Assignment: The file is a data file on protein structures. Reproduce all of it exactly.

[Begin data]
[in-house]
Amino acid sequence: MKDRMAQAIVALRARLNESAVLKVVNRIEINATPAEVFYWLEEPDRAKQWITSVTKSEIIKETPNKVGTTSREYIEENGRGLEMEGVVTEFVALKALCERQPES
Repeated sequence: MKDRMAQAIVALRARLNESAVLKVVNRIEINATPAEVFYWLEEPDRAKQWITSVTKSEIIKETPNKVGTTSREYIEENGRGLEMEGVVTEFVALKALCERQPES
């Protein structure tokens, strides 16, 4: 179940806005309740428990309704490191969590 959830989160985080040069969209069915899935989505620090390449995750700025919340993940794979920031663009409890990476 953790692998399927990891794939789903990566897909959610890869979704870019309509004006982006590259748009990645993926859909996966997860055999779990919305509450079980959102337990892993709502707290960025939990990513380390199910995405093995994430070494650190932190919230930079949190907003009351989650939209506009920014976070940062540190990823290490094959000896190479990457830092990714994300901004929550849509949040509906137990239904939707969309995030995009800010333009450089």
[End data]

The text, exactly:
[in-house]
Amino acid sequence: MKDRMAQAIVALRARLNESAVLKVVNRIEINATPAEVFYWLEEPDRAKQWITSVTKSEIIKETPNKVGTTSREYIEENGRGLEMEGVVTEFVALKALCERQPES
Repeated sequence: MKDRMAQAIVALRARLNESAVLKVVNRIEINATPAEVFYWLEEPDRAKQWITSVTKSEIIKETPNKVGTTSREYIEENGRGLEMEGVVTEFVALKALCERQPES
């Protein structure tokens, strides 16, 4: 179940806005309740428990309704490191969590 959830989160985080040069969209069915899935989505620090390449995750700025919340993940794979920031663009409890990476 953790692998399927990891794939789903990566897909959610890869979704870019309509004006982006590259748009990645993926859909996966997860055999779990919305509450079980959102337990892993709502707290960025939990990513380390199910995405093995994430070494650190932190919230930079949190907003009351989650939209506009920014976070940062540190990823290490094959000896190479990457830092990714994300901004929550849509949040509906137990239904939707969309995030995009800010333009450089």